Evolving your lifestyle to suit retirement

As retirement approaches, it’s a perfect time to take stock. Consider how your day‑to‑day schedule will differ when you finish work, and plan lifestyle changes that will fit with your new financial and personal situation.


It’s a key opportunity to make decisions about your priorities and aspirations for this new period in your life. Essentially, retirement is about having more free time ­– and fewer work and family commitments. But what are popular aspirations – and what lifestyle changes could you make as you head into retirement?

A survey carried out by Citizen’s Advice1 reveals that 51% of people cited travel and holidays as their main goal. For many people their home is probably their biggest financial asset, far outweighing any savings and income. A popular way to tap into this wealth is through an equity release plan. This could help home owners by freeing up some of the funds needed for longer travel or far‑flung holidays that may have been out of financial reach before. But it’s not just holidays for relaxation purposes that rank high up – many people use retirement as an opportunity to visit family who live elsewhere or to revisit a popular childhood destination.

Buying a holiday home or caravan is also a popular choice for new retirees who are looking to make the most of their newfound free time. This could be to enjoy long weekends as working hours are reduced as you phase into retirement. Or after retirement, it may be the chance to enjoy the freedom from work, with a cost effective bolthole to escape to with your partner or even the grandchildren.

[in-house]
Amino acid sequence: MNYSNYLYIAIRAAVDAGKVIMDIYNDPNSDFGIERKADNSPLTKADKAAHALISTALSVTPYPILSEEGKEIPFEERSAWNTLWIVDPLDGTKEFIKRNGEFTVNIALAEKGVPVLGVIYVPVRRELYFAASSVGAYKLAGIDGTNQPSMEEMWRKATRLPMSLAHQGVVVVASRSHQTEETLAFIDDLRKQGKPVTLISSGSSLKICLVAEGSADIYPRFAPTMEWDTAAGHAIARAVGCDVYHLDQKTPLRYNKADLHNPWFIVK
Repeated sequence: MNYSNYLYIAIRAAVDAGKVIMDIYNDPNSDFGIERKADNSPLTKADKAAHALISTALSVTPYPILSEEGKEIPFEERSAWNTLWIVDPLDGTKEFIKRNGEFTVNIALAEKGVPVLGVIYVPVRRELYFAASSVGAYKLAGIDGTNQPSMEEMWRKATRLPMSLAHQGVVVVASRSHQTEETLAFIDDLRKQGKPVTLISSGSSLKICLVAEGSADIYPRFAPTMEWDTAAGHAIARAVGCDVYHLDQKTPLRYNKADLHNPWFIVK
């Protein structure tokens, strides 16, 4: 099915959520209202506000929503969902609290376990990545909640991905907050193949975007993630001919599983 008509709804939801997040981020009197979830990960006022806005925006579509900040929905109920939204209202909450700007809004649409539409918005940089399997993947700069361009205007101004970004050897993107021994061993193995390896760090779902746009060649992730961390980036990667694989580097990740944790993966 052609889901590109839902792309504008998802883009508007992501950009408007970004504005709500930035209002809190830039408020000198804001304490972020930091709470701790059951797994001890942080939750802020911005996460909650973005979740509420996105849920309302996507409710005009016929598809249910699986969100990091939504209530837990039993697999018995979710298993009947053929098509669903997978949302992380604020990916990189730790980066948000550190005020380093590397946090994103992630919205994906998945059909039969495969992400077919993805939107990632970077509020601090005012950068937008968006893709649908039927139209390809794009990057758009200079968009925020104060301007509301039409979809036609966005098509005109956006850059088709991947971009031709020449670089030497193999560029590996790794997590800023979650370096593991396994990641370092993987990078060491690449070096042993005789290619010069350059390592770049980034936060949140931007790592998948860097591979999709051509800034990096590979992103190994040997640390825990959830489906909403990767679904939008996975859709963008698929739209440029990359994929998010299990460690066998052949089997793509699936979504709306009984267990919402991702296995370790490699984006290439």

Making the most of leisure time through hobbies is also a key way in which people can make those all‑important lifestyle changes. Whether hobbies are seen as the route to staying active, a chance to meet people, to avoid loneliness or simply to have fun, taking up new interests can be pivotal to how you feel as you get used to your new retirement status.

Sporting activities are a great way to introduce new friendships as well as supporting personal health and wellbeing goals. From signing up at the gym and buying a bike to joining a local badminton club, the options are endless.

For some, stopping work altogether is not an option, so phasing into retirement by switching to part time hours means that this change is more gradual. But while some people reduce their hours as they head into life‑after‑work, other options include evolving your role to reduce stress, working from home more or taking on freelance or consultancy work.

Signing up as a volunteer is a popular choice for those who have either reduced their hours or stopped working altogether. It provides people with the social and mental stimulation of work without the pressures their career may have brought with it. Giving up your time for a charity, organisation or local sports club can also foster a sense of satisfaction from getting involved in a good cause. Options are endless ­– as an example, Citizens Advice relies on 20,000 volunteers across England and Wales, many of whom are phasing into, or have started their retirement.

So as you head towards retirement, consider the financial opportunity that schemes like equity release could offer you, take some time to think about your aspirations and make those all‑important lifestyle changes.


1https://www.citizensadvice.org.uk/Global/CitizensAdvice/Debt%20and%20Money%20Publications/ApproachingretirementReport.pdf